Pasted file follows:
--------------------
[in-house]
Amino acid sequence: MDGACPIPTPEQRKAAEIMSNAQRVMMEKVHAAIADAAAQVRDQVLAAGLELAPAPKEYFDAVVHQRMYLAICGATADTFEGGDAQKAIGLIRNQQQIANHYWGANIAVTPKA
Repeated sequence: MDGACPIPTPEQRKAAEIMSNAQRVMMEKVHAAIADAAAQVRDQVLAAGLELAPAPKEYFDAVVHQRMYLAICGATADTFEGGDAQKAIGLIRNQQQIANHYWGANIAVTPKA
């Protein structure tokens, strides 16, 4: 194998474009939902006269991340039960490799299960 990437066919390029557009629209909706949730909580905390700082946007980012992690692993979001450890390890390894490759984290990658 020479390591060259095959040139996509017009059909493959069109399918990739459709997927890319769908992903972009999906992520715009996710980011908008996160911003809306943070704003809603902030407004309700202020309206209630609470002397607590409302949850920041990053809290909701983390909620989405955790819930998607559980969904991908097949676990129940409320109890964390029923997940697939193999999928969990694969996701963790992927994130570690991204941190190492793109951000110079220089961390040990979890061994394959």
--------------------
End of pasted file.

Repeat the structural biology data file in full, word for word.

[in-house]
Amino acid sequence: MDGACPIPTPEQRKAAEIMSNAQRVMMEKVHAAIADAAAQVRDQVLAAGLELAPAPKEYFDAVVHQRMYLAICGATADTFEGGDAQKAIGLIRNQQQIANHYWGANIAVTPKA
Repeated sequence: MDGACPIPTPEQRKAAEIMSNAQRVMMEKVHAAIADAAAQVRDQVLAAGLELAPAPKEYFDAVVHQRMYLAICGATADTFEGGDAQKAIGLIRNQQQIANHYWGANIAVTPKA
């Protein structure tokens, strides 16, 4: 194998474009939902006269991340039960490799299960 990437066919390029557009629209909706949730909580905390700082946007980012992690692993979001450890390890390894490759984290990658 020479390591060259095959040139996509017009059909493959069109399918990739459709997927890319769908992903972009999906992520715009996710980011908008996160911003809306943070704003809603902030407004309700202020309206209630609470002397607590409302949850920041990053809290909701983390909620989405955790819930998607559980969904991908097949676990129940409320109890964390029923997940697939193999999928969990694969996701963790992927994130570690991204941190190492793109951000110079220089961390040990979890061994394959």